How Buying Concert Tickets Could Be Made Better


Complaints have been made over the years with regards to that painful process of trying to buy tickets for concerts.

Many fans, politicians and even musicians have complained over the arduous process, with many fans feeling the pinch, with tickets probably costing an arm and a leg for many.

Things certainly came to a head following the Taylor Swift concert debacle last November, which resulted in the US Senate demanding answers from Ticketmaster, regarding its business practices and conduct.

However, according to experts, here are a number of  little nuances which would make this process of buying concert tickets that bit more bearable.

1. Demand Lower Prices 

Some artists have already taken a stand against the seemingly relentless increase in concert tickets.

With many stars trying to combat the impact of streaming on their incomes, along with rising electricity bills, some could argue that the hike in prices is neccessary.

However, some stars such as Paul Heaton have made a stand against a rise in prices. Other stars including Caity Baser has priced tickets for her upcoming shows at a mere £11.

Baser said, “So if I can make it easier for people to come to a show, then of course I’m going to do that. I don’t think I’d be able to enjoy myself if I knew that not everybody could have been there”. 

2. Eliminate Queues

When buying tickets online, have you ever been met with the infuriating questions, such as “You are in a queue. There are 38,293 people ahead of you. Do not refresh this page. Suspend all other activity. Do not use the bathroom”. 

Surely there is a way in which modern technology can handle the huge volumes of concert hopefuls attempting to purchase tickets online.

Well, Dice who are a UK ticketing firm have also proven that you can do just that, processing almost 500,000 sales for Spain’s Primavera festival, with no queuing system required.

Their president Russ Tannen added that the firm specialise in “handling concurrent transactions at a massive scale and using cloud computing to handle that”. 

3. More Honesty About Prices And Availability 

According to a report from the New York attorney general, at one Katy Perry show at the Barclays Center with a 13,000 capacity, only 1,200 of those tickets were sold to the general public.

The report added that the remaining tickets were sold to in pre sale tickets, fan club members or credit card holders, the rest was reserved for the record lable and the venue.

According to Andrew Webb of the campaign group, FanFare Alliance, prices for tickets are only revealed when they go on sale, suggesting that this causes fans to over spend and impulse buy, using the phrase “pressure selling”.

This is something that you do not experience when you buy tickets for sports events, according to Webb.

4. Scrap Hidden Fees

Experts have also claimed that fees including handling charges are kept separate, to make the initial price more reasonable, and protects musicians from criticism.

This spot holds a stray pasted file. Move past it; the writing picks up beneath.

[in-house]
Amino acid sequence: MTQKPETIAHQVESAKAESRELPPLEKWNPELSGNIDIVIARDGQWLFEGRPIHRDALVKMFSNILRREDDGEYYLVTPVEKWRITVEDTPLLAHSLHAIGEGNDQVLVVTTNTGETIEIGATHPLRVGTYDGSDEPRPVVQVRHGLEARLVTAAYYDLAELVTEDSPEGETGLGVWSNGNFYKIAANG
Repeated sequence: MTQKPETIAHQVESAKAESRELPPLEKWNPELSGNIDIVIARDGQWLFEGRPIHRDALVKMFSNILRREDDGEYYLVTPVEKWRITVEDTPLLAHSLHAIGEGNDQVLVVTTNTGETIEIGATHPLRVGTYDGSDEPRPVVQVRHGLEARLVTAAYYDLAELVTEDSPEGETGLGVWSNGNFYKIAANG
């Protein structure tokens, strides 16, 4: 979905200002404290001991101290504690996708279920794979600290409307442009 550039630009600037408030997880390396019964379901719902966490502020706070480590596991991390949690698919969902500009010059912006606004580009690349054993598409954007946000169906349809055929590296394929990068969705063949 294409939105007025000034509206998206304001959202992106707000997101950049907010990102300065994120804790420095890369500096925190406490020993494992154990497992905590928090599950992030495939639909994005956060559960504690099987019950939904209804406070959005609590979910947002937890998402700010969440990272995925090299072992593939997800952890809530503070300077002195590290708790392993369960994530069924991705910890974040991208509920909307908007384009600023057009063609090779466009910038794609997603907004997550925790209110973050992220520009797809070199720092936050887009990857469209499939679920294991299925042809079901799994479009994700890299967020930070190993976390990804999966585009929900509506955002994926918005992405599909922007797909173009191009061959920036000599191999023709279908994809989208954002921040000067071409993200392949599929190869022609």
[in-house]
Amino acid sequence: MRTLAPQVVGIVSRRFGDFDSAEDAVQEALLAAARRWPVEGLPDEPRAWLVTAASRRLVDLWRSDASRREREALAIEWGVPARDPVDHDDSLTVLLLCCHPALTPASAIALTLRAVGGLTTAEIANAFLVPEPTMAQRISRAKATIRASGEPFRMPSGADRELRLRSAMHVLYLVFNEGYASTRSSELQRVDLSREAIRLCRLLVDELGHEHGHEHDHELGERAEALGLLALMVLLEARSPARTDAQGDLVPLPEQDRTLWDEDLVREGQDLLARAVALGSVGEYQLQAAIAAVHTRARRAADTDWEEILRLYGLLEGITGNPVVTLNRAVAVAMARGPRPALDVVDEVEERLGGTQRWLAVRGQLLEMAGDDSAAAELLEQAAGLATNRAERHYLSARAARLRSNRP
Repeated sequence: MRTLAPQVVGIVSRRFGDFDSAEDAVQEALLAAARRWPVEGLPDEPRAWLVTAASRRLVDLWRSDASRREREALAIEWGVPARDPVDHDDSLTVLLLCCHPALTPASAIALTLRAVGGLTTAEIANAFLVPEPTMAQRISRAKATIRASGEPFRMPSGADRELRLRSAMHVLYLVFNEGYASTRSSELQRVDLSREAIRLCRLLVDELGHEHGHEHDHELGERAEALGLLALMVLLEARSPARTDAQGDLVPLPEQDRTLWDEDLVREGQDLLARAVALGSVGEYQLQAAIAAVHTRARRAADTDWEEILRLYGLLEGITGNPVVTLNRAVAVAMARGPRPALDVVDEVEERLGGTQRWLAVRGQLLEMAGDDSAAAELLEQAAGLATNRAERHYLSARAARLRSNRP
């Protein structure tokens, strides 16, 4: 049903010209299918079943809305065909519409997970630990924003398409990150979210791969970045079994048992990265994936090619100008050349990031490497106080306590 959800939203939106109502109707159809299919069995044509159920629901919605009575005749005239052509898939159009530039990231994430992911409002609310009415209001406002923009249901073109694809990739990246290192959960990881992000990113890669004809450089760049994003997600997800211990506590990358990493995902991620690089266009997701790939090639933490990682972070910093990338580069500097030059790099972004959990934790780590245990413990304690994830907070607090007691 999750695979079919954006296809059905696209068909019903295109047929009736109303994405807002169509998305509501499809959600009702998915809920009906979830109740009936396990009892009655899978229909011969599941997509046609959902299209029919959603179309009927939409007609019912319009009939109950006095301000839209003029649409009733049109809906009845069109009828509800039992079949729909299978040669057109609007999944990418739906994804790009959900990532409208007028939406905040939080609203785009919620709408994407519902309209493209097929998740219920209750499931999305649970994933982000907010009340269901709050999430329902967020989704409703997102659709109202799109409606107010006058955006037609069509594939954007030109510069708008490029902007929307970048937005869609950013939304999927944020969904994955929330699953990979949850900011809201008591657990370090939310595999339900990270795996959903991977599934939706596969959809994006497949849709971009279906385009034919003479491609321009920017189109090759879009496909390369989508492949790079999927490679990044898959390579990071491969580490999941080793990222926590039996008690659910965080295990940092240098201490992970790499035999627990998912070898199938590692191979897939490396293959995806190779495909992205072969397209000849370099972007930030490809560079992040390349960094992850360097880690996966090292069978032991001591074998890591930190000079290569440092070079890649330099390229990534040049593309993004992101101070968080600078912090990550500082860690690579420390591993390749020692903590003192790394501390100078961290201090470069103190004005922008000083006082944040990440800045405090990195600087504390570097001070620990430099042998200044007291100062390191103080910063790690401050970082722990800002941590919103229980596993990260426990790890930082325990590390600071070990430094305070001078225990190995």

Ticketmaster have claimed they would be willing to show fans the full price for a ticket, but only when other companies do the same.

5. Ban Dynamic Pricing

This has undoubtely driven concert lovers up the wall, as under this system, dynamic pricing, ticket prices vary depending on how many people are trying to buy tickets.

While some companies like Ticketmaster and AXIS, along with musician Bruce Springsteen have argued that this system works for fans, as it deters touting, others such as security consultant Reg Walker insist that it simply does not.

He said, “I don’t think it’s an anti-tout measure at all. Frequently, dynamically-priced tickets are more expensive than the tout’s prices. You might as well just call it what it is: Price gouging”. 

6. Make Mobile Tickets The Default 

Making mobile tickets and QR scanning a requirment for fans to gain access to venues would surely cut down on the use of fake and duplicate tickets at concerts.

Such tickets have been blamed for the tragic deaths of two people at the crush at Brixton Academy last December.

This system would see the QR code on a mobile phone being used as the ticket. It refreshes every few minutes, with the most recent one scanning at the door.

7. Make Life Harder For Touts

Unlike France and Norway, the re sale of tickets in Britain remains legal.

It is “ticket harvesting” which remains the problem, where people can use multiple identities and certain software (bots) to buy tickets and sell them for profit.

While Ticketmaster have insisted that they have invested hugely in anti-bots technology, they also blamed the software for issues such as what we witnessed at the Taylor Swift ticket sales.

Expert Reg Walker has also claimed that most sellers “can just flick switches that stop certain types of transactions, which would probably inhibit about 90% of ticket harvesting”, but they don’t always use them”. 

8. Make Ticket ReSale More Honest

While most artists have also insisted that their tickets can only be re sold via platforms like Twickets, where the prices are capped, many others have earned a bad reputation.

“Up to 80% of the tickets listed on on some of the better-known resale platforms simply don’t exist”, Walker also said.

Viagogo and Stubhub have a zero tolerance stance on speculative selling, with anyone guilty facing possible fines or suspensions.

Dice only allow tickets to be sold on their app.

Others have stated that blockchain techonology which creates a permanent sense of ownership, could shut down scammers.